Why Your Job is Not for You
“I had to write a lot more than I was comfortable doing in order to earn a living.”
-Jennifer Bekker, freelance lawyer who has worked in the fields of entertainment, film, and design.
“I was working full time and making money on a lot of projects that were a total waste of my time.”
-Krista Gildersleeve, freelance web designer who has written articles for publications such as Huffington Post, The Wall Street Journal, Forbes, and more.
The Huffington Post recently reported on the number of freelance writers who are freelancers, which rose to almost 9% in 2013, a number that has since leveled off.
According to the Pew Research Center, the number is on track to be even higher in the future.
However, this is because there is a lack of knowledge among the younger generation, who are increasingly working part-time for a variety of reasons.
The lack of job-related knowledge may not be the biggest issue for some, but many freelancers feel it’s not something they are fully equipped to deal with, and are afraid of the unknown.
Freelance is about more than just earning a living, says Jennifer Bekkers blog.
She is also an author, speaker, and advocate, and her blog posts about the issues she deals with every day.
She’s a self-proclaimed “freelancer whisperer” who has helped people find and connect with freelancers who are willing to help them in a variety and interesting ways.
Bekkers and her partner, Krista Gilda, both have freelance clients, but they find it a challenge to get them to sign on for the whole project, because of the amount of work they have to do to get their clients to commit.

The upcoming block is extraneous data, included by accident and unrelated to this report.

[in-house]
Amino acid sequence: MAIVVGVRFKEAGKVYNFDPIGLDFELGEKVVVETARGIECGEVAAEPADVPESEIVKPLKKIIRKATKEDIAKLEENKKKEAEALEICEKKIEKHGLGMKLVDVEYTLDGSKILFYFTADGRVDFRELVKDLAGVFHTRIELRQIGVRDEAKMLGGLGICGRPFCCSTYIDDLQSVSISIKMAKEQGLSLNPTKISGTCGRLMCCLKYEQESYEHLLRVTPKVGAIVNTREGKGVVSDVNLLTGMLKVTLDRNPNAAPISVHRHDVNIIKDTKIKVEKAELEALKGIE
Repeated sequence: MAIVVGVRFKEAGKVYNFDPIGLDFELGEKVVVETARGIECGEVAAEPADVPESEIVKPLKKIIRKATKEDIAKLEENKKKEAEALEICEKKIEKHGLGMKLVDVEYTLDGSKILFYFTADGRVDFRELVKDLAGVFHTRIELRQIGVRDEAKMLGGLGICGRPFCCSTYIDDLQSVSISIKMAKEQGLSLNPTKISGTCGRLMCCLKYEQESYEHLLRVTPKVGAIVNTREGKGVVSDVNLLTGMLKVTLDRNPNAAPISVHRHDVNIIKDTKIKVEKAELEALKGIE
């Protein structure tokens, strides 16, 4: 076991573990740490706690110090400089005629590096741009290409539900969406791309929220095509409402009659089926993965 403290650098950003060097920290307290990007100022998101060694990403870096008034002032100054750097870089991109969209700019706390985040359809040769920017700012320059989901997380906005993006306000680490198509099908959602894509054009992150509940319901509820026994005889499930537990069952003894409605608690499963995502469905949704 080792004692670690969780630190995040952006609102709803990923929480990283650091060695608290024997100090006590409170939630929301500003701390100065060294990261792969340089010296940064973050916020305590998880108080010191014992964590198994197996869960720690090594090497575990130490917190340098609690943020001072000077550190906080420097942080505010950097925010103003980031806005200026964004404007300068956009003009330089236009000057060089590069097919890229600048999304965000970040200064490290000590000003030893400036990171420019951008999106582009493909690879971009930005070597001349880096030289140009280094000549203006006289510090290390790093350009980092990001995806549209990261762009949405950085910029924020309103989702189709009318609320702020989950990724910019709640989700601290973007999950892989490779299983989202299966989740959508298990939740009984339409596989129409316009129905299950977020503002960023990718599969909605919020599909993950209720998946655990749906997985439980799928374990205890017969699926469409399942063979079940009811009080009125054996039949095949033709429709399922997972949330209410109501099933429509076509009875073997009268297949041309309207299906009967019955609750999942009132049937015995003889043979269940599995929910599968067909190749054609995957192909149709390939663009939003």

“A lot of the time I have to get people to sign a contract or commit to something, or they just don’t feel like signing up for a project,” she explains.
One of the hardest aspects of freelancer relationships is finding clients, says Bekrs blog.
While it may seem like it’s easy to find a client for an idea or a project, there is always the risk of a client rejecting you or getting bored with you, Bekks says.
For Bekers and Gilder, finding clients was a constant struggle.
“There’s a lot going on in their lives and it’s hard to find the right person to work with,” she says.
They also worry about losing their clients, which can be a stressful time.
“I was trying to figure out if I should sign up for this project or not,” she recalls.
So, how can you find the perfect freelancer?
There are so many factors to consider when it comes to finding the right freelancer.
You should look for someone who is willing to work hard for you, who is going to get things done and will be there for you.
If you’re looking for someone willing to be your partner and provide value to your business, then you’ll want someone who has an understanding of the freelancing industry, who has been working in it for a long time, and who knows their way around the internet.
You should also consider the size of your project and the amount you need to cover in your budget.
“If you have a small budget, and you have something you want to do, you’ll be able to work out a better budget,” says Gilds blog.
In terms of finding freelancers in your niche, there are a few things to keep in mind.
“You want to find someone who’s willing to tackle a project that you have no idea how to finish, so you can get more work done,” says Beker.
And of course, if you have specific questions about freelancing or freelancing-related issues, you can contact an experienced freelancer, such as Jennifer Beker, Kristy Gildes, or Jennifer B. Gilderman.
Follow her on Twitter at @JenniferBekker_ and follow her blog at www.jenniferbekker.com.